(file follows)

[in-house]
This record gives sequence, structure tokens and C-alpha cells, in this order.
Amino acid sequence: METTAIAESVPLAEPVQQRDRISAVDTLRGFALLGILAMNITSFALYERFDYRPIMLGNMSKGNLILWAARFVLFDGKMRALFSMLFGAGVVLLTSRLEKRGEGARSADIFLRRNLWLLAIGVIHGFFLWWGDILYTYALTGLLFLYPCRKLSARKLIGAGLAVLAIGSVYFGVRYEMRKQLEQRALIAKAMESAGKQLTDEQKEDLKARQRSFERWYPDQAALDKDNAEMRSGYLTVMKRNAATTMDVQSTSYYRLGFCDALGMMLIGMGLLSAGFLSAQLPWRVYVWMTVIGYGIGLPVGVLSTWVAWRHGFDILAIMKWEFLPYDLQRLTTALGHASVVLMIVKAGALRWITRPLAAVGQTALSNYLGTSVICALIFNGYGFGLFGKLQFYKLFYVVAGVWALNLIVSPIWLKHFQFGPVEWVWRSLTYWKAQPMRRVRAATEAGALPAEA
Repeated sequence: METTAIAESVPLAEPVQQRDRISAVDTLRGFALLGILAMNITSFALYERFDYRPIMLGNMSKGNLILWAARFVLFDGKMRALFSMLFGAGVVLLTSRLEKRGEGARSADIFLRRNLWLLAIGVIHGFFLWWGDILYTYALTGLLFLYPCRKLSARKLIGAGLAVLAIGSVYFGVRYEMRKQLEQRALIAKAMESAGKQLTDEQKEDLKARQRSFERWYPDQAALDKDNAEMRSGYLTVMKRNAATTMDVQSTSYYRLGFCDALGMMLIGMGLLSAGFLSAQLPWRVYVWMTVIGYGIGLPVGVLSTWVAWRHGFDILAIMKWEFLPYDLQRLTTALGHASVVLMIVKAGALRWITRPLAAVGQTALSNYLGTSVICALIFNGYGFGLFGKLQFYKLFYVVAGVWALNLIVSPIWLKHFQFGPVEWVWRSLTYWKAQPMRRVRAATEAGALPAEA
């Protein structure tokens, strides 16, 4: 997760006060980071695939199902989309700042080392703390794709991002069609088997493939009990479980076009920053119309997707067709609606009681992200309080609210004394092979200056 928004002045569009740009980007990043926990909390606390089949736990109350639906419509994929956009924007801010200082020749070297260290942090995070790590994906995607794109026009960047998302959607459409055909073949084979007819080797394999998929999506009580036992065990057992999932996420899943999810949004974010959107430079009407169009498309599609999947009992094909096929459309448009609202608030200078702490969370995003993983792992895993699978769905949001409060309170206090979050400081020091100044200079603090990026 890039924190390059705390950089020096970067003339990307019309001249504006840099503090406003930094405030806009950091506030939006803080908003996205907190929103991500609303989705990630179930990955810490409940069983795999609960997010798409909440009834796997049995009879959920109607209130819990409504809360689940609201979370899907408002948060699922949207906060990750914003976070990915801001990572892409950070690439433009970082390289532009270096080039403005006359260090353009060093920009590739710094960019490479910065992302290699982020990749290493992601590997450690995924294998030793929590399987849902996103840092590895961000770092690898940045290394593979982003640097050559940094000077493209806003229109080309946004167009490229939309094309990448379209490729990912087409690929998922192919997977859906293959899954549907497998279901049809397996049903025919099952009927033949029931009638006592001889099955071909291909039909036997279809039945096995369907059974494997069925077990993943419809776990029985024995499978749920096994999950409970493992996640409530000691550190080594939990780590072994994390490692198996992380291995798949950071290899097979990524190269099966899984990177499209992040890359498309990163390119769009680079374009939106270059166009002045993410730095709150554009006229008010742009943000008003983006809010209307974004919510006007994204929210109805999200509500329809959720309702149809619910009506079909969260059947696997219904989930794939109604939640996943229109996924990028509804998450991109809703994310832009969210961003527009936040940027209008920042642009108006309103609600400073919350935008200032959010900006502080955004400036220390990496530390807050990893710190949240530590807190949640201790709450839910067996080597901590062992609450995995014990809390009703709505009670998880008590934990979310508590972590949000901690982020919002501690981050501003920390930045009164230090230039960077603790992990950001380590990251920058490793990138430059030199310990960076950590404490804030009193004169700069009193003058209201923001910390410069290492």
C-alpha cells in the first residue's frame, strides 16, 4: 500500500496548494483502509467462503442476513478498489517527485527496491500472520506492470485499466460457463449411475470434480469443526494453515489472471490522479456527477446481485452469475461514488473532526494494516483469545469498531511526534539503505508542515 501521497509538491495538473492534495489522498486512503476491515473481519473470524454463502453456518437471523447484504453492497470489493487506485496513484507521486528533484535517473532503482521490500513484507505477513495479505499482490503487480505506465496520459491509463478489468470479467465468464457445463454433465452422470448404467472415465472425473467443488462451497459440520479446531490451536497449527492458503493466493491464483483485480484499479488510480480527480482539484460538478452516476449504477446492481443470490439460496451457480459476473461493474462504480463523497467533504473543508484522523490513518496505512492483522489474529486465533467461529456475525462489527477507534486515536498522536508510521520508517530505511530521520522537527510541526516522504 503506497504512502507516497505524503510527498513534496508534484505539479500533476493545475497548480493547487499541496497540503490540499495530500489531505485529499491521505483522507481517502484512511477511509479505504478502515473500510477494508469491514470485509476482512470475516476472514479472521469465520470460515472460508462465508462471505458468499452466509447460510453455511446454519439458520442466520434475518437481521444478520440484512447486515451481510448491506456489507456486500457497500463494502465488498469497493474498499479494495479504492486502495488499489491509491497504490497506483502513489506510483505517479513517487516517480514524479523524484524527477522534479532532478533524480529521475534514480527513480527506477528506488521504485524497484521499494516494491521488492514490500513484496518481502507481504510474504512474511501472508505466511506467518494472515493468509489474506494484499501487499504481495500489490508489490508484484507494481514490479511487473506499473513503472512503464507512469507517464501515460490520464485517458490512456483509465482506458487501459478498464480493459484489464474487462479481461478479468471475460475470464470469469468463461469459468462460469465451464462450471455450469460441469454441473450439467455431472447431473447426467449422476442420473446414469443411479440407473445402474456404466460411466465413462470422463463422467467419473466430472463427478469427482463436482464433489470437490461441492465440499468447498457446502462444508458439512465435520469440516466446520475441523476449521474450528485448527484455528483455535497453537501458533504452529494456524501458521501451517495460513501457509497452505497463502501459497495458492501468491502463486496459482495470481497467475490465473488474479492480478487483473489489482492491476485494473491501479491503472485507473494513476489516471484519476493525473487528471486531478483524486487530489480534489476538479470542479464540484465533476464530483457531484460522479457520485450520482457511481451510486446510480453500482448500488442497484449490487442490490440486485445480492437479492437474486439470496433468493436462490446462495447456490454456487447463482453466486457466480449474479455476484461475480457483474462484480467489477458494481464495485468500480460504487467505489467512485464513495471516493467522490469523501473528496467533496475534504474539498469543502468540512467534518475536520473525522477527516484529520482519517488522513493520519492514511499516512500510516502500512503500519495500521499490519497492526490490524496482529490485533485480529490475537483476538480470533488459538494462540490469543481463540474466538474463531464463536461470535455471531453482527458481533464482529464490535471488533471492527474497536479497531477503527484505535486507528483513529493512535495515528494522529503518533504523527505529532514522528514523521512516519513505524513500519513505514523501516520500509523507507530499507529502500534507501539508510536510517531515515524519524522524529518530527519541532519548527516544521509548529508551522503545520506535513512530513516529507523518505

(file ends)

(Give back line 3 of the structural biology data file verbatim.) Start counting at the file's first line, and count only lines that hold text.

Amino acid sequence: METTAIAESVPLAEPVQQRDRISAVDTLRGFALLGILAMNITSFALYERFDYRPIMLGNMSKGNLILWAARFVLFDGKMRALFSMLFGAGVVLLTSRLEKRGEGARSADIFLRRNLWLLAIGVIHGFFLWWGDILYTYALTGLLFLYPCRKLSARKLIGAGLAVLAIGSVYFGVRYEMRKQLEQRALIAKAMESAGKQLTDEQKEDLKARQRSFERWYPDQAALDKDNAEMRSGYLTVMKRNAATTMDVQSTSYYRLGFCDALGMMLIGMGLLSAGFLSAQLPWRVYVWMTVIGYGIGLPVGVLSTWVAWRHGFDILAIMKWEFLPYDLQRLTTALGHASVVLMIVKAGALRWITRPLAAVGQTALSNYLGTSVICALIFNGYGFGLFGKLQFYKLFYVVAGVWALNLIVSPIWLKHFQFGPVEWVWRSLTYWKAQPMRRVRAATEAGALPAEA